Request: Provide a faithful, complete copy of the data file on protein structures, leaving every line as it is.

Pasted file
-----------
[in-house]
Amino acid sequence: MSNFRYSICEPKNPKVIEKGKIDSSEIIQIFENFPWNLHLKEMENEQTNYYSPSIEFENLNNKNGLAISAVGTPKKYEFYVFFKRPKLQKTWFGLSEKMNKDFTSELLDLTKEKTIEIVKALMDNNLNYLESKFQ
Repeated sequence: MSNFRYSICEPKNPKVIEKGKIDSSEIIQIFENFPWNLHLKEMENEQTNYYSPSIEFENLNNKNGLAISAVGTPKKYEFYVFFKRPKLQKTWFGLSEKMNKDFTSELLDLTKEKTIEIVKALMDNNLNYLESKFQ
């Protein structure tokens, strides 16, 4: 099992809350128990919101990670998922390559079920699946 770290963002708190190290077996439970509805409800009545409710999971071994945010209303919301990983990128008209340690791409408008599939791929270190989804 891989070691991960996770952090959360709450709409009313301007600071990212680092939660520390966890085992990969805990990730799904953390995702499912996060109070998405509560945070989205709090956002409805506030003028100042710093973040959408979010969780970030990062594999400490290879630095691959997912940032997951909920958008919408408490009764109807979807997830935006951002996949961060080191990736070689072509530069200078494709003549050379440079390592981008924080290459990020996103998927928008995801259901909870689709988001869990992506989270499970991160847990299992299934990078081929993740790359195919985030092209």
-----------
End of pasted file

[in-house]
Amino acid sequence: MSNFRYSICEPKNPKVIEKGKIDSSEIIQIFENFPWNLHLKEMENEQTNYYSPSIEFENLNNKNGLAISAVGTPKKYEFYVFFKRPKLQKTWFGLSEKMNKDFTSELLDLTKEKTIEIVKALMDNNLNYLESKFQ
Repeated sequence: MSNFRYSICEPKNPKVIEKGKIDSSEIIQIFENFPWNLHLKEMENEQTNYYSPSIEFENLNNKNGLAISAVGTPKKYEFYVFFKRPKLQKTWFGLSEKMNKDFTSELLDLTKEKTIEIVKALMDNNLNYLESKFQ
């Protein structure tokens, strides 16, 4: 099992809350128990919101990670998922390559079920699946 770290963002708190190290077996439970509805409800009545409710999971071994945010209303919301990983990128008209340690791409408008599939791929270190989804 891989070691991960996770952090959360709450709409009313301007600071990212680092939660520390966890085992990969805990990730799904953390995702499912996060109070998405509560945070989205709090956002409805506030003028100042710093973040959408979010969780970030990062594999400490290879630095691959997912940032997951909920958008919408408490009764109807979807997830935006951002996949961060080191990736070689072509530069200078494709003549050379440079390592981008924080290459990020996103998927928008995801259901909870689709988001869990992506989270499970991160847990299992299934990078081929993740790359195919985030092209």